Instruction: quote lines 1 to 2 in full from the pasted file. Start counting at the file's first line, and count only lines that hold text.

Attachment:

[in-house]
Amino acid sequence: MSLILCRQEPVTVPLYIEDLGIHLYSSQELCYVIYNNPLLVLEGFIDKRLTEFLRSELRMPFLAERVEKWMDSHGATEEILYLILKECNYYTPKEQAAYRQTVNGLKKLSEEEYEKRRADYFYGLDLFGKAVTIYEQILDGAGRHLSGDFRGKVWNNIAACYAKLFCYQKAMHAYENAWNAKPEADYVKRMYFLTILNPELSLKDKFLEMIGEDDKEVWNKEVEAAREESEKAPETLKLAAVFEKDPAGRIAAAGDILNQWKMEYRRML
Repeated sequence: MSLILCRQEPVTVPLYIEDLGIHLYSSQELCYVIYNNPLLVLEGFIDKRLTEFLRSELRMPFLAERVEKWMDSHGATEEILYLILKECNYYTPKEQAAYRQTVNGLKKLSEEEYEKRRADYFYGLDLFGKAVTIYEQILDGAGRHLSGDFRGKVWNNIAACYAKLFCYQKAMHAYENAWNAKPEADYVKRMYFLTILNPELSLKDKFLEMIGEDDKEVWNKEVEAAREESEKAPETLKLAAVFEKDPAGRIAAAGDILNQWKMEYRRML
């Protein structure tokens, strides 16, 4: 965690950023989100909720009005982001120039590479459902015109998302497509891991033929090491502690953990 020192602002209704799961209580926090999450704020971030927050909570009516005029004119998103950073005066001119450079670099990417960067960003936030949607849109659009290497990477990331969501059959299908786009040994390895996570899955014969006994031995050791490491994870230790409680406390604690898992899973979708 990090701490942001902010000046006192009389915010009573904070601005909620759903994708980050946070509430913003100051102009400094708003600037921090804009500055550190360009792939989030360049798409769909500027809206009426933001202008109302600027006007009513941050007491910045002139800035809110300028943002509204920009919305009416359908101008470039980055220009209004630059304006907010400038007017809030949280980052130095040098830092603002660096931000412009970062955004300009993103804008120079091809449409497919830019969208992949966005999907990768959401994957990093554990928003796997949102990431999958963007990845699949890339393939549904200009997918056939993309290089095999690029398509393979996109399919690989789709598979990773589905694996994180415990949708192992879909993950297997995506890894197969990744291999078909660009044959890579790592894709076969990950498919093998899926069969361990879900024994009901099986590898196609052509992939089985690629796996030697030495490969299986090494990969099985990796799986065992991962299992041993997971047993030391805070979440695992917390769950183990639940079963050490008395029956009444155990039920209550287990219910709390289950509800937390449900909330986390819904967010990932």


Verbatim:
[in-house]
Amino acid sequence: MSLILCRQEPVTVPLYIEDLGIHLYSSQELCYVIYNNPLLVLEGFIDKRLTEFLRSELRMPFLAERVEKWMDSHGATEEILYLILKECNYYTPKEQAAYRQTVNGLKKLSEEEYEKRRADYFYGLDLFGKAVTIYEQILDGAGRHLSGDFRGKVWNNIAACYAKLFCYQKAMHAYENAWNAKPEADYVKRMYFLTILNPELSLKDKFLEMIGEDDKEVWNKEVEAAREESEKAPETLKLAAVFEKDPAGRIAAAGDILNQWKMEYRRML